The governor ordered bars closed, but it may be impossible to enforce

The governor's order to close indoor bars in much of Michigan may be hampered by definitions of what constitutes a "bar."

On July 1, Governor Gretchen Whitmer ordered indoor bars to close down in most of Michigan’s lower peninsula to prevent the spread of COVID-19. The order followed sudden outbreaks of the virus tied to crowded bars.

That order may be difficult, or even impossible, to enforce.

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A bar is defined as an establishment that makes more than 70% of its revenue from alcohol sales. That excludes breweries and distilleries, which are classified as manufacturers and are allowed to remain open.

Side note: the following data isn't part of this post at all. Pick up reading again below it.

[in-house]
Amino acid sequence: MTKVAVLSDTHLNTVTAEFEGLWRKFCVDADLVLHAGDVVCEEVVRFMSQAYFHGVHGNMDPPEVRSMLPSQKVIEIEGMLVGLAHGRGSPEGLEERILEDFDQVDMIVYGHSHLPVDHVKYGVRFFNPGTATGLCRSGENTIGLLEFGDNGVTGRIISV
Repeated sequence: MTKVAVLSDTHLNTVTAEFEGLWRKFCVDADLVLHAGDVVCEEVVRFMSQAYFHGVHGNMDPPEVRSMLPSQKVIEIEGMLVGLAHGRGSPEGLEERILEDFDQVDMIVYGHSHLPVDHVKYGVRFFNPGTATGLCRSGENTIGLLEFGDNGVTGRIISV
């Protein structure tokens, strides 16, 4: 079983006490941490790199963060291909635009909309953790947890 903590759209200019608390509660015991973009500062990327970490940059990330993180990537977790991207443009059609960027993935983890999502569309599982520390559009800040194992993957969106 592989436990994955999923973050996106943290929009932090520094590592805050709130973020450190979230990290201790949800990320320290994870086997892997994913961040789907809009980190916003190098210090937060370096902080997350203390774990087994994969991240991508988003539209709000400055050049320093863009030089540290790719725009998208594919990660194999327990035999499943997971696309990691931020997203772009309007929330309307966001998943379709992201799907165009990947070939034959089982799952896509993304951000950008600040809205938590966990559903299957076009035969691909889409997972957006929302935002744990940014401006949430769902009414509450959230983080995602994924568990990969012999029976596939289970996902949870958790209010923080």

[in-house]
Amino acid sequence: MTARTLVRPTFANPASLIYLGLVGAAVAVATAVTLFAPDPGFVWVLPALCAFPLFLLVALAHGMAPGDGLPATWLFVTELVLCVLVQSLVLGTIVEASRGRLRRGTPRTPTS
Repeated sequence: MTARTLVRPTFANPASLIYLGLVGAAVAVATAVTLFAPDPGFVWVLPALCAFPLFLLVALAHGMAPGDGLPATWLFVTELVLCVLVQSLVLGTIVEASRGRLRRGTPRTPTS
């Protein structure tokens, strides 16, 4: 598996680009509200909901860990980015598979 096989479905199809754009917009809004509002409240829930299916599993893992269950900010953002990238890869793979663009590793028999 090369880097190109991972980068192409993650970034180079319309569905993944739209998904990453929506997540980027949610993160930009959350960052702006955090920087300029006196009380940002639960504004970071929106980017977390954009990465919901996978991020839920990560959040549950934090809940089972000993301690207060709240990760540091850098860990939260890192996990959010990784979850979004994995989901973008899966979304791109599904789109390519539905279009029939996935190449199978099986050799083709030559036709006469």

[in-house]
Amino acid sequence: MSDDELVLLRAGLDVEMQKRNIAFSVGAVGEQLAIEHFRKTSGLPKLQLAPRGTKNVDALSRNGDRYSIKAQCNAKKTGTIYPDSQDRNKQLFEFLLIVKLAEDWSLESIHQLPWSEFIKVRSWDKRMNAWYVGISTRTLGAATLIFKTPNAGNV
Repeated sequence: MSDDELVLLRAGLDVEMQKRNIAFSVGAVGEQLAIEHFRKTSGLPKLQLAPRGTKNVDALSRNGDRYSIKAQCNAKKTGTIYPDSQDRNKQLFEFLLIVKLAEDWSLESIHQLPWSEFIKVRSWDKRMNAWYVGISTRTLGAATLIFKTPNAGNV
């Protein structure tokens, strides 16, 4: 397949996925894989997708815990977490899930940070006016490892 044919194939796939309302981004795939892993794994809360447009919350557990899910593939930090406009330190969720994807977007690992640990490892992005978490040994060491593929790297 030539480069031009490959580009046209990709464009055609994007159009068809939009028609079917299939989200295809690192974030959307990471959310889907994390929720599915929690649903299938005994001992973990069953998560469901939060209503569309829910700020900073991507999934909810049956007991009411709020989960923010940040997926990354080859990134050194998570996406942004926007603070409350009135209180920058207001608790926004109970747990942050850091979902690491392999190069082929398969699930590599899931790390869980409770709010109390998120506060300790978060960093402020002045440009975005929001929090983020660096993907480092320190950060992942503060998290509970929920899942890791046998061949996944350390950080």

According to an article on MLive, the state doesn’t track sales data from bars and restaurants, so officials don’t actually know which establishments should be considered bars.

A statement from Attorney General Dana Nessel’s office said the state could conduct investigations if necessary, “but we hope people and businesses choose to ensure they are in compliance with the executive order rather than testing their boundaries.”

You can read the full story here.

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